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What Does It All Mean?: A Very Short Introduction to Philosophy

What Does It All Mean?: A Very Short Introduction to Philosophy [Kindle Edition]

Thomas Nagel
4.5 out of 5 stars  See all reviews (10 customer reviews)

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Product Description


'If someone confronts you with the problem "Get me an introduction to philosophy and I have only one evening free to read it", I can recommend Thomas Nagel's introduction. If for the umpteemth time you are asked "What is philosophy all about", tell him or her to read this book... how would you go about explaining the complex relation between a determinisic world-view and the free will problem? Thomas Nagel shows how it can be done and quite impressively so.'Philosophica

'His style is clear and free of technical terms, and the book should appeal to those who know little or nothing of the discipline.' Library Journal

'Mr Nagel is well known among academic philosophers for bringng the clarity and rigor of analytic philosophy to such "large" philosophical questions.' Roger Kimball,


Product Description

Should the hard questions of philosophy matter to ordinary people? In this down-to-earth, nonhistorical guide, Thomas Nagel, the distinguished author of Mortal Questions and The View From Nowhere, brings philosophical problems to life, revealing in vivid, accessible prose why they have continued to fascinate and baffle thinkers across the centuries.
Arguing that the best way to learn about philosophy is to tackle its problems head-on, Nagel turns to some of the most important questions we can ask about ourselves. Do we really have free will? Why should we be moral? What is the relation between our minds and our brains? Is there life after death? How should we feel about death? In a universe so vast, billions of light years across, can anything we do with our lives really matter? And does it matter if it doesn't matter? These are perennial questions we ask about the human condition, and Nagel probes them, and others like them, thoughtfully, clearly, and with humor. He states his own opinions freely but with refreshing modesty, always leaving it open to readers to entertain other solutions, encouraging them to think for themselves.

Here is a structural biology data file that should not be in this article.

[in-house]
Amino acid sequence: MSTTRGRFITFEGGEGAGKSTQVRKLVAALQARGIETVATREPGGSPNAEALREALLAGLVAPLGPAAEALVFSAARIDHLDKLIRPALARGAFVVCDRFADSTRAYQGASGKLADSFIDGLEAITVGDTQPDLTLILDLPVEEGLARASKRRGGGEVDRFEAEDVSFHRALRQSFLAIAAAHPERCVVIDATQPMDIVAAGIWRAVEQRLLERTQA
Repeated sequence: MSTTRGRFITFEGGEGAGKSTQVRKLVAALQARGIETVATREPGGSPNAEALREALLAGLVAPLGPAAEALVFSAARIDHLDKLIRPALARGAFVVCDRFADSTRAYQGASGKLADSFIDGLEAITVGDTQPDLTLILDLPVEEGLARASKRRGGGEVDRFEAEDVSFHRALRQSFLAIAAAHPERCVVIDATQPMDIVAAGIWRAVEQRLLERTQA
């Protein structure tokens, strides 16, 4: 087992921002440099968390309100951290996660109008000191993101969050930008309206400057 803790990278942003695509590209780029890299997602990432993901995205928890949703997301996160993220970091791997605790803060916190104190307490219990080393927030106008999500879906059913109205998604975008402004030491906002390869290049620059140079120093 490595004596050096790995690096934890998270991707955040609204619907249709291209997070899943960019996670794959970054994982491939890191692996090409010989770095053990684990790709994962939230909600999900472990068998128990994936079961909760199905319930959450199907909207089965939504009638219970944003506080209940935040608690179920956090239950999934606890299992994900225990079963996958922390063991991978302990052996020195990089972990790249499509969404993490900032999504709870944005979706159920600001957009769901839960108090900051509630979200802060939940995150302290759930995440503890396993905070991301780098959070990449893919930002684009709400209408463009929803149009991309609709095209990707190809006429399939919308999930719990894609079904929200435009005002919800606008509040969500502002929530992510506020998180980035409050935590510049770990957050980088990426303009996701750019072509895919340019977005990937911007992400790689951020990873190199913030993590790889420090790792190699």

Nagel is eminently qualified to introduce the uninitiated to the world of philosophical inquiry. Singled out by the Chicago Literary Review as "one of the sharpest analytic philosophers in America today," he has been praised in the New York Times Book Review for writing "sensitively and elegantly" and in the Times Literary Supplement for his ability, rare among philosophers, to combine "profundity with clarity and simplicity of expression."
Never rarefied, What Does It All Mean? opens our eyes to a side of the world we rarely consider, demonstrating that philosophy is no empty study but an indispensable key to understanding our lives. It challenges us to think hard and clearly, to ask questions, to try out ideas and raise possible objections to them--in short, to become philosophers ourselves.

Product details

  • Format: Kindle Edition
  • File Size: 153 KB
  • Print Length: 114 pages
  • Page Numbers Source ISBN: 0195052161
  • Publisher: Oxford University Press, USA (15 Oct 1987)
  • Sold by: Amazon Media EU S.à r.l.
  • Language: English
  • ASIN: B00524YROY
  • Text-to-Speech: Enabled
  • X-Ray:
  • Word Wise: Enabled
  • Average Customer Review: 4.5 out of 5 stars  See all reviews (10 customer reviews)
  • Amazon Bestsellers Rank: #54,057 Paid in Kindle Store (See Top 100 Paid in Kindle Store)
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Most Helpful Customer Reviews
59 of 60 people found the following review helpful
By A Customer
I came across this book while revising for my Philosophy Finals at Oxford and wished I'd known about it 3 years earlier!